But after hitting *send,* I decided to do something truly subversive: interview the interviewer.  I sent Alexandra a few questions of my own, so I could better understand her interest and process in writing the article.  This way we could keep an openness between us, and not just end our dialogue with my glib opinions.  She responded:

“[Writing this article] I learned a lot about gay weddings and the details that in a hetero wedding are laid out for you: whose name goes first on the invitation, if they take each other’s last names, where to sit during the ceremony,walking down the aisle. I thought a lot, too, about how much focus is placed on the bride leading up to the wedding and how little focus is played on the groom. That changes when you have two grooms.”

 Alexandra’s discoveries here are significant, even if they are all things of which a queer person is already innately aware.  Nevertheless, I slowed myself down as I read her response, and respected where she was in her process.  And in so doing, I find that I very much appreciate her active curiosity about same sex weddings. After all, curiosity is what leads to greater empathy for each other.  Which can eventually lead to rethinking traditions that stifle everyone’s creative freedom.  We need more curious, empathic people like Alexandra with whom to engage in conversations about tradition and equality as we make room for more of us to have full lives.

 Alexandra said her guiding question for the article was, “How do you navigate the wedding landscape as a gay couple?,” which I respect, even if I disagree with her premise: that a woman wearing white is necessarily a problem for any wedding bound couple.  This is all to say that I hope to stay in dialogue with Alexandra as she continues her inquiry: “I am never done exploring a topic,” she says. Not necessarily on the topic of wearing white, but “there were other trends I came across during my research that I have tucked away for other stories.”   I look forward to discussing whatever she discovers with her.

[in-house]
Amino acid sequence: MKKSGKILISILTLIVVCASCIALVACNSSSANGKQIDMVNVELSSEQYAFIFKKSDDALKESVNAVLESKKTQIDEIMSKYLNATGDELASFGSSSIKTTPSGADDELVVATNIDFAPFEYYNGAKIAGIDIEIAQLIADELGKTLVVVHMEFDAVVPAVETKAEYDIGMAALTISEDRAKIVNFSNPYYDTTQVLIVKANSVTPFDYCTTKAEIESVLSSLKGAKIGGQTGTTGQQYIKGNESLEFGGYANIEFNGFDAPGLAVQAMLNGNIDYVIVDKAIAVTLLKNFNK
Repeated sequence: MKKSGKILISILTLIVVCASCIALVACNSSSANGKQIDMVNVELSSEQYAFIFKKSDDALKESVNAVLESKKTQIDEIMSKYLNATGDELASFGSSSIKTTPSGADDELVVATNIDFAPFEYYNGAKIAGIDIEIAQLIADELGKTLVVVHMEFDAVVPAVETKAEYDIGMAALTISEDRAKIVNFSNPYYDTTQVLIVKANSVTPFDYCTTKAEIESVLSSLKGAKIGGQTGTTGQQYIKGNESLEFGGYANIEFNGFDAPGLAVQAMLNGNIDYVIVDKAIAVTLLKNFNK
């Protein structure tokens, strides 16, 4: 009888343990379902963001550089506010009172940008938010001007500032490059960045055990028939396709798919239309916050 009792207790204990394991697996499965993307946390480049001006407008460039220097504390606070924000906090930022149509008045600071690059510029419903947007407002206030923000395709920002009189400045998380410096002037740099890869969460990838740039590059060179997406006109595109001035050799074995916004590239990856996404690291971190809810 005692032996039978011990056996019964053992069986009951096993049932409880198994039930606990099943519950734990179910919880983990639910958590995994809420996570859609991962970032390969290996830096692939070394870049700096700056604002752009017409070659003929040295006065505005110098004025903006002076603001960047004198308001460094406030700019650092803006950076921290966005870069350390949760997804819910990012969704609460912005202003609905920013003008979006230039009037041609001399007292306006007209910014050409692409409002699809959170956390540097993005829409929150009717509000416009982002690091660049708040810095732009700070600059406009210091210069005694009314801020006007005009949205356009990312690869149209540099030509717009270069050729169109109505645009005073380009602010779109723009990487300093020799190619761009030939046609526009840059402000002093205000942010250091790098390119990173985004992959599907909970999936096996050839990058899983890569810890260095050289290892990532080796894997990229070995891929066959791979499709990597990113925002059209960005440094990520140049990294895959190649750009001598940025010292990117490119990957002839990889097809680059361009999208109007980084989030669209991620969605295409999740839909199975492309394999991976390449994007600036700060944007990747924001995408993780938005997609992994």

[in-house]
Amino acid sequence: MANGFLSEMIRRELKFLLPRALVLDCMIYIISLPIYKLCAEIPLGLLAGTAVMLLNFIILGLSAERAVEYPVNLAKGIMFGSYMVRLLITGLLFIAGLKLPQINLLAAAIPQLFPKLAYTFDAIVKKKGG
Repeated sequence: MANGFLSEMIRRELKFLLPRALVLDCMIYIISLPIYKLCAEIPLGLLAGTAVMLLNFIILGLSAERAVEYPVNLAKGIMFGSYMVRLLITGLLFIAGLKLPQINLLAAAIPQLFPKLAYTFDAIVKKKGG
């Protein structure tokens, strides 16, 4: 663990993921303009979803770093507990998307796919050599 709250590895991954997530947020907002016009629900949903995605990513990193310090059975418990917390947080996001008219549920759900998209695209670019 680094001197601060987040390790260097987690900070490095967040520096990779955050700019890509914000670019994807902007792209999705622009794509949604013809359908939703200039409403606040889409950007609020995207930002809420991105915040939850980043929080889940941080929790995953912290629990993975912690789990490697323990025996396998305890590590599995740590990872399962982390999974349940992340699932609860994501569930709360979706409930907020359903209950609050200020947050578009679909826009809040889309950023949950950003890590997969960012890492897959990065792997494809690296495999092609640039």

The more I think about it, in some ways I do understand why people are interested in wedding etiquette.  As a people, we want customary guide posts to ensure we are polite to one another.  But at the same time, our sense of “polite,” “proper” and “normal,” can go too far, and imprison us.  Which is why we must also take it upon ourselves to stay awake and curious about life that is off-trend.  We must rethink traditions; make personal choices on a case by case basis, without feeling trapped by what our mother or father did, or Queen Victoria; and we can stay in dialogue with each other as we do this.  Even as we approach new territory–like marriage equality–from different angles.  

So though I wrote a whole book on creating your own marriage celebration your way, the only wedding *etiquette* advice you will ever hear from me is this: Check in with each specific spouse-to-be before their specific event.  Ask them questions, and receive their answers.  Respect individuality, independent thinking, and creative freedom.  Theirs, and also your own.  

I will now leave you with one more Q&A between a journalist and me:

Q: “What are some same-sex wedding trends you’re seeing?”  

A: “The freedom to not follow trends.”

 *This post first appeared on Mark O’Connell, LCSW’s Psychology Today column, Quite Queerly

 More Wedding Wisdom from Mark O’Connell, LCSW